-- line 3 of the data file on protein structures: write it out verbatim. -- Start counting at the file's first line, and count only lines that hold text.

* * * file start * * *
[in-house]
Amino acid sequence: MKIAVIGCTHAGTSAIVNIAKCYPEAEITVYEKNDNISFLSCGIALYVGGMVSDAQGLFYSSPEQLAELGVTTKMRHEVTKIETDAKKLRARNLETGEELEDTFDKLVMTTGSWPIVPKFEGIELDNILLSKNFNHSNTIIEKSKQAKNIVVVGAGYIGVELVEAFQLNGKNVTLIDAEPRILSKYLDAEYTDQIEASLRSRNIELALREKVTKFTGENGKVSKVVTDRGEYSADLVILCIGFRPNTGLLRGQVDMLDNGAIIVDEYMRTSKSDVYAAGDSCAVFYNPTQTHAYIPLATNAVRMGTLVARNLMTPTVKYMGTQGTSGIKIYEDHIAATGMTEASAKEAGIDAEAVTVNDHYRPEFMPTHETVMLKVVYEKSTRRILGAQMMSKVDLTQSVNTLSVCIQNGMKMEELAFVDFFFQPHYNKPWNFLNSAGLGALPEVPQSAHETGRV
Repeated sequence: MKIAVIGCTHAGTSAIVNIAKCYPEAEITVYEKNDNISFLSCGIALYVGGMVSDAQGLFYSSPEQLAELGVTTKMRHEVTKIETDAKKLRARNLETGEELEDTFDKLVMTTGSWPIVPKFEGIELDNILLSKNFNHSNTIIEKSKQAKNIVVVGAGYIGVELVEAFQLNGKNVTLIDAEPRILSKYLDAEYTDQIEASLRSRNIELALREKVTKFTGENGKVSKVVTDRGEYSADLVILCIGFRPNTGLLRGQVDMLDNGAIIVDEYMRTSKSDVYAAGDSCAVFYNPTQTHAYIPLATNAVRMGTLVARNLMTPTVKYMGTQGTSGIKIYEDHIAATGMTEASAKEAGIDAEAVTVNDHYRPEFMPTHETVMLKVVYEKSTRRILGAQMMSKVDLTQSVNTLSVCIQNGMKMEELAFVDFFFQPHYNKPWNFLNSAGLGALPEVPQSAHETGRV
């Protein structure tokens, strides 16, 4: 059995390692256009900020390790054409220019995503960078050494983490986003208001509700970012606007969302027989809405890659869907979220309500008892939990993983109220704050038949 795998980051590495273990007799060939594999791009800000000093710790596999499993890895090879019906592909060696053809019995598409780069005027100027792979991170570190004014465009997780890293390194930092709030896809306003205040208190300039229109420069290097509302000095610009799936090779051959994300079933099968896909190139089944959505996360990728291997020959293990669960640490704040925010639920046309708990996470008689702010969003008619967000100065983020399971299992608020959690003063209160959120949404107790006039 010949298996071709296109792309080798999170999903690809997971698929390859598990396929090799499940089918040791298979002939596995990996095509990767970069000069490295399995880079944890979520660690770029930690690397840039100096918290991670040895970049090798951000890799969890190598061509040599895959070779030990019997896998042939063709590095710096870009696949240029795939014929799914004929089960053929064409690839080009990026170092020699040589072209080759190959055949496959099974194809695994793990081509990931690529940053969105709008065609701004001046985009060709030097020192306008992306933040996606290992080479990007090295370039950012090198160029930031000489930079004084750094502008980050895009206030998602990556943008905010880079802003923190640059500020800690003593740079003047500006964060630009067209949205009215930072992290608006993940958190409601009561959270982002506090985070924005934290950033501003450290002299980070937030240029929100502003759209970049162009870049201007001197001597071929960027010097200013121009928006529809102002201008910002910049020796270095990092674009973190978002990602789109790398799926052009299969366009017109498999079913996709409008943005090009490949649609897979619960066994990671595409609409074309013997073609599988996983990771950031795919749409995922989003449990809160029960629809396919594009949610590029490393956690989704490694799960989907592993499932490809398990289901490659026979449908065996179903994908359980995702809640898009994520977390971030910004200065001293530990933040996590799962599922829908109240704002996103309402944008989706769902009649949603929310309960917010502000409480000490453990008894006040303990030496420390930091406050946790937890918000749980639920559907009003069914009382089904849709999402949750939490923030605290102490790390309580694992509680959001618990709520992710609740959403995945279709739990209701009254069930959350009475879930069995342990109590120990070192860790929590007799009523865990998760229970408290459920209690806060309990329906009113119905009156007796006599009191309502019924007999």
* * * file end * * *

Repeated sequence: MKIAVIGCTHAGTSAIVNIAKCYPEAEITVYEKNDNISFLSCGIALYVGGMVSDAQGLFYSSPEQLAELGVTTKMRHEVTKIETDAKKLRARNLETGEELEDTFDKLVMTTGSWPIVPKFEGIELDNILLSKNFNHSNTIIEKSKQAKNIVVVGAGYIGVELVEAFQLNGKNVTLIDAEPRILSKYLDAEYTDQIEASLRSRNIELALREKVTKFTGENGKVSKVVTDRGEYSADLVILCIGFRPNTGLLRGQVDMLDNGAIIVDEYMRTSKSDVYAAGDSCAVFYNPTQTHAYIPLATNAVRMGTLVARNLMTPTVKYMGTQGTSGIKIYEDHIAATGMTEASAKEAGIDAEAVTVNDHYRPEFMPTHETVMLKVVYEKSTRRILGAQMMSKVDLTQSVNTLSVCIQNGMKMEELAFVDFFFQPHYNKPWNFLNSAGLGALPEVPQSAHETGRV